Before leaving the event, I went up to Ms. Moorehead to tell her how much I enjoyed the event and that I’m looking forward to reading the book. I also told her about the guilt I felt about having misjudged my sister as lacking ambition when, in fact, she’s always had an inclusive ambition. Colleen smiled and nodded.

As I turned to leave, she said, “Just be proud of your sister.” I turned back to look at her and assured her I am very proud of both my sisters and lucky to have them as role models.

© 2019 Ingrid Sapona


On being … spoiled, really?

By Ingrid Sapona

I don’t watch Game of Thrones. I don’t live under a rock, though, so I do know that a few Sundays ago fans were eagerly awaiting the premiere episode of the final season. But, other than the fact that the show is very violent and that there are dragons, I don’t know much more about it. As for the Avengers movie premiere that same weekend, the only thing I was curious about was who they’d cast in the roles of John Steed and Mrs. Peel. I couldn’t imagine anyone as dashing as Patrick Macnee or as sexy as Diana Rigg. Boy was I surprised when I heard the new movie’s about Marvel cartoon superheroes! (Surely I’m not the only person who thinks of a bowler hat and straight black cane when they hear of the Avengers.)

In the days after these (apparently) long-awaited premiers, there was almost as much talk about “spoiler alerts” as there was about what folks actually thought of the shows. I found the whole spoiler alert stuff over the top. Folks who complain about others spoiling things for them are self-centered whiners. If you didn’t get a chance to see the movie or the show as soon as it came out, that means something else in your real life took precedent. That’s life, folks. Besides, the shows aren’t like a total solar eclipse that only comes around to your area once or twice in your lifetime. Once a show or movie’s been released, you can catch it nearly on demand.

I think the burden of avoiding hearing about what happens is on the person who wants to remain in the dark. Of course, that would mean they might have to unplug from social media for a few days. Oh no! They might also have to avoid the coffee room at work if co-workers are in there, in case they decide to discuss it. It’s true, they may even have to avoid some traditional newscasts because the mandatory end-of-show banter might give something away. But relax … in a day or two the anchors will be chatting about some other non-news “news”.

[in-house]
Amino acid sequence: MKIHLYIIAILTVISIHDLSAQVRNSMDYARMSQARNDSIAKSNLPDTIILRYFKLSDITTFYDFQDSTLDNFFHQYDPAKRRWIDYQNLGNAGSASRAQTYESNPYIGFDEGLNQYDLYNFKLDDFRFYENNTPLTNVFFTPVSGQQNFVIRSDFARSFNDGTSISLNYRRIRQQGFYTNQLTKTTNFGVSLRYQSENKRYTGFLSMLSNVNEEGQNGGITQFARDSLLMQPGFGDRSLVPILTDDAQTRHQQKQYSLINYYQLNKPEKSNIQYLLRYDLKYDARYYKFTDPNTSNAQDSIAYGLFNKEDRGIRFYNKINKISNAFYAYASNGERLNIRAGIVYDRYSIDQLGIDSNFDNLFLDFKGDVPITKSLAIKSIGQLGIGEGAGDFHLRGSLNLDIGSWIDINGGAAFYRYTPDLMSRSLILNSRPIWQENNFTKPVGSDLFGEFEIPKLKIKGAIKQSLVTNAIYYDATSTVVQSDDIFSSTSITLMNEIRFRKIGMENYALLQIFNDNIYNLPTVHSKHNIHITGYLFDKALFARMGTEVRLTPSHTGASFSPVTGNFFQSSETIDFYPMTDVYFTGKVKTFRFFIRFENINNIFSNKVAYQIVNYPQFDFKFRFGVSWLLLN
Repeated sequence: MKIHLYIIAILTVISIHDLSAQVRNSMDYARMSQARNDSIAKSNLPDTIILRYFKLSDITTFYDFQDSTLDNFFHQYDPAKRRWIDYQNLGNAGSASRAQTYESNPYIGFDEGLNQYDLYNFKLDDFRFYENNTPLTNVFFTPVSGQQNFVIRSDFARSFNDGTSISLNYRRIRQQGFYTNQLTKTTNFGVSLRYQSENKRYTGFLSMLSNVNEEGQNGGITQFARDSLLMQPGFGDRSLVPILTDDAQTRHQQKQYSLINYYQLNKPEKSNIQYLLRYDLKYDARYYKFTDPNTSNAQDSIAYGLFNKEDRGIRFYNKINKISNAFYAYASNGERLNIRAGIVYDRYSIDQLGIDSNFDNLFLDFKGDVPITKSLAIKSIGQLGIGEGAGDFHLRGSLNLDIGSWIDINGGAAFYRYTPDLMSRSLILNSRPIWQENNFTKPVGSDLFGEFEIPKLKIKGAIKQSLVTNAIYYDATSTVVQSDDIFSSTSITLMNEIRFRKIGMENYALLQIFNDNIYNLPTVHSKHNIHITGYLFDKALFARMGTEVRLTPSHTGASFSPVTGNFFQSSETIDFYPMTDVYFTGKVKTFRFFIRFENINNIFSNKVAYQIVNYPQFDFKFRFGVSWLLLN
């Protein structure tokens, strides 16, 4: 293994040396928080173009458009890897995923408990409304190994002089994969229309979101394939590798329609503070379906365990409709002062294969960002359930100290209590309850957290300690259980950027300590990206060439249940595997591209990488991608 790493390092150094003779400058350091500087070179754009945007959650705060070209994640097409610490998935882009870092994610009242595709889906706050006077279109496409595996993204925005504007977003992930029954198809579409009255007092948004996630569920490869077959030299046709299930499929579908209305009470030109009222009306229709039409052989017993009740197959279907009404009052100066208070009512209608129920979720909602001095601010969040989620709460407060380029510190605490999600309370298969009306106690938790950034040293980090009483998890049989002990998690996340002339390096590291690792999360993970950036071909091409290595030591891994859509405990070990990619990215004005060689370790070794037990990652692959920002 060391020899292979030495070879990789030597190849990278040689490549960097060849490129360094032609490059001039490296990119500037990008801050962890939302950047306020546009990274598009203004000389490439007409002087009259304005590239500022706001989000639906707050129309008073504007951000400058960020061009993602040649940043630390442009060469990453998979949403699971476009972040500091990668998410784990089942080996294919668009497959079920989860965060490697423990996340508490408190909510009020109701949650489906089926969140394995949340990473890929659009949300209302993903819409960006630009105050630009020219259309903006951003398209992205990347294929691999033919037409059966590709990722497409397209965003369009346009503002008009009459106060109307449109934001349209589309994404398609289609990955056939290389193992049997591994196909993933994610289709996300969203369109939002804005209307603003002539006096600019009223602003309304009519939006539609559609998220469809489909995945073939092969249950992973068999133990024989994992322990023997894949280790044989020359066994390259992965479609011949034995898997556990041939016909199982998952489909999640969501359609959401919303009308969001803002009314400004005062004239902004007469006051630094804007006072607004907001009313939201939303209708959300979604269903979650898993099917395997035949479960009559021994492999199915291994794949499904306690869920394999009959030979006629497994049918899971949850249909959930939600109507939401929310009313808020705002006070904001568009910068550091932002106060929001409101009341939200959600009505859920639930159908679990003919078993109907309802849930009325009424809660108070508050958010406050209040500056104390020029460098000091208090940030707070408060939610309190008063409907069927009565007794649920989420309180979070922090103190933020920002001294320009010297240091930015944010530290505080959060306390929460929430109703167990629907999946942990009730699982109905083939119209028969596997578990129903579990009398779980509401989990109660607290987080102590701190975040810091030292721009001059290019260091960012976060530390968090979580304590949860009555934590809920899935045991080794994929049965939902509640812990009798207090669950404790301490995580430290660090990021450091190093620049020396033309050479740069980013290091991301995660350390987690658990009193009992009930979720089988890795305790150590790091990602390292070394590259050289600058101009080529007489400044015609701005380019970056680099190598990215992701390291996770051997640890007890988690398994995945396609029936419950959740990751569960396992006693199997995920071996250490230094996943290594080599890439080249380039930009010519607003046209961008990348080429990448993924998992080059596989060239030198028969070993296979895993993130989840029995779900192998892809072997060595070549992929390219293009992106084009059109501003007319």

I don’t see how knowing particular details – or even the ending – of a story really spoils it. Knowing that the ship goes down certainly didn’t spoil The Titanic for the millions of folks who went to see it. That’s because enjoying movies, shows, and stories isn’t just about knowing what happens or even the plot twists that get you to the ending. Besides, knowing what to expect can free you to pay attention in a different way. (The viewer who spotted the Starbucks coffee cup in that scene in Game of Thrones, for example, certainly wasn’t as focused on the plot or even the action of the scene.)

I think people who worry that their enjoyment will be spoiled if they learn anything about the plot or ending are missing the point. They don’t realize that in movies, shows and life, it’s the journey that provides the thrills, chills, intrigue, and satisfaction.

I imagine you’re probably thinking it’s a bit odd that the whole spoiler alert “phenomenon” bothered me enough to write a column about it. I’ve been thinking about that too. What bothers me is the amount of time and social energy that’s spent on things like superhero movies and fantasy dramas. In the meanwhile, folks are ignoring the very real, very terrible things going on in the real world.

Well, here’s a spoiler alert for you: while everyone’s busy escaping into fantasy worlds, folks aren’t paying enough attention to things here on planet earth. Indeed, the way things are going politically – and climactically – unless more of us start taking notice and action, I worry the ending may come sooner than we believe is possible and none of us are going to enjoy the journey.

© 2019 Ingrid Sapona